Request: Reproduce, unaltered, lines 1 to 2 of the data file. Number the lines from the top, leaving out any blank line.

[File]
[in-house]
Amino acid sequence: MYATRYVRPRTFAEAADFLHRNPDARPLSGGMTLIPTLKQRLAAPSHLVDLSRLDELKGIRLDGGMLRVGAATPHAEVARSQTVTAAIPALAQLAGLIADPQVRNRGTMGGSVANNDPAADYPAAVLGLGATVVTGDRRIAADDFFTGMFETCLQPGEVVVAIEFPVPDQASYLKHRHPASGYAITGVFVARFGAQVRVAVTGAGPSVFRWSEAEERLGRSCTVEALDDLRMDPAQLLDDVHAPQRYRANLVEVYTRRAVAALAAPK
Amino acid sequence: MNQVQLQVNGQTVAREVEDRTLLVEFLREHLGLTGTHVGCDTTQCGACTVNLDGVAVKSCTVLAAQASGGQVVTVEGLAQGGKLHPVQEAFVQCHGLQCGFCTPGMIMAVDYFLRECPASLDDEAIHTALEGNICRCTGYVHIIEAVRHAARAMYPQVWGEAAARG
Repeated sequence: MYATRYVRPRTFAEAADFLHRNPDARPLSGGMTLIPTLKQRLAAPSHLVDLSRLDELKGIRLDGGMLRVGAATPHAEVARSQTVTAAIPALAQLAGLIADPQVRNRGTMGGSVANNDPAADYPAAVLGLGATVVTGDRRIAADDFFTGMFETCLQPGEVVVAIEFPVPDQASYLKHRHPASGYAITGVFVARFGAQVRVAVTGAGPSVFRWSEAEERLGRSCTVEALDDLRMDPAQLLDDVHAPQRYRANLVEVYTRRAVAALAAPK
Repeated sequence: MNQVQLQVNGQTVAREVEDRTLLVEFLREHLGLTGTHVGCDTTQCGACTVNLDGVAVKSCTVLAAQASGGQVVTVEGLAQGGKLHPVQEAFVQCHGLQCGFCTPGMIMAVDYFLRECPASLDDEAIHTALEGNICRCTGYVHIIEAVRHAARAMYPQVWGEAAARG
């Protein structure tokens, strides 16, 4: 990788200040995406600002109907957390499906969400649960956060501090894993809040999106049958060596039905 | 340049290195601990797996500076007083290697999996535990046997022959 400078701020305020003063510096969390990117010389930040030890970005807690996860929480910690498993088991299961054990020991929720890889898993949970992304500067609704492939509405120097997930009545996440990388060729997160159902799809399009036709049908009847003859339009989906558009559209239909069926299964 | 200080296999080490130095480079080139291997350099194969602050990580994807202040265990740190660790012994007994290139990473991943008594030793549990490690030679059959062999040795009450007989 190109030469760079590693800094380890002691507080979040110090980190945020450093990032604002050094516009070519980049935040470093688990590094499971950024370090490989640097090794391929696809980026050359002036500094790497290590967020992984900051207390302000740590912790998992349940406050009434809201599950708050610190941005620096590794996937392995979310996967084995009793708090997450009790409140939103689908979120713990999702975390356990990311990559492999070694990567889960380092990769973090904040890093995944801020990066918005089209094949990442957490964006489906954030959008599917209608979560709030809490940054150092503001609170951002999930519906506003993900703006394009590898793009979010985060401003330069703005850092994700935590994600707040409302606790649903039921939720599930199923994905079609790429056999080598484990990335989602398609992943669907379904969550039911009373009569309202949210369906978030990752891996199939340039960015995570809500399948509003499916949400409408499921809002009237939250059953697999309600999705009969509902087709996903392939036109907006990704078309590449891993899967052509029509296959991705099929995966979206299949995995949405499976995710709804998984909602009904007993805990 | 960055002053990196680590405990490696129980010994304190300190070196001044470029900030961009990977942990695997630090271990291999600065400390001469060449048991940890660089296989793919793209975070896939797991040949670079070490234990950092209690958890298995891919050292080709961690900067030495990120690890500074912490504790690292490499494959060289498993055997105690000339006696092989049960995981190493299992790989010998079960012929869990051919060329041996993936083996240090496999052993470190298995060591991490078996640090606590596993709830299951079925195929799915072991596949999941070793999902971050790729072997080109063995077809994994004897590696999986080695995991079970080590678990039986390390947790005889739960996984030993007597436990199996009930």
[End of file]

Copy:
[in-house]
Amino acid sequence: MYATRYVRPRTFAEAADFLHRNPDARPLSGGMTLIPTLKQRLAAPSHLVDLSRLDELKGIRLDGGMLRVGAATPHAEVARSQTVTAAIPALAQLAGLIADPQVRNRGTMGGSVANNDPAADYPAAVLGLGATVVTGDRRIAADDFFTGMFETCLQPGEVVVAIEFPVPDQASYLKHRHPASGYAITGVFVARFGAQVRVAVTGAGPSVFRWSEAEERLGRSCTVEALDDLRMDPAQLLDDVHAPQRYRANLVEVYTRRAVAALAAPK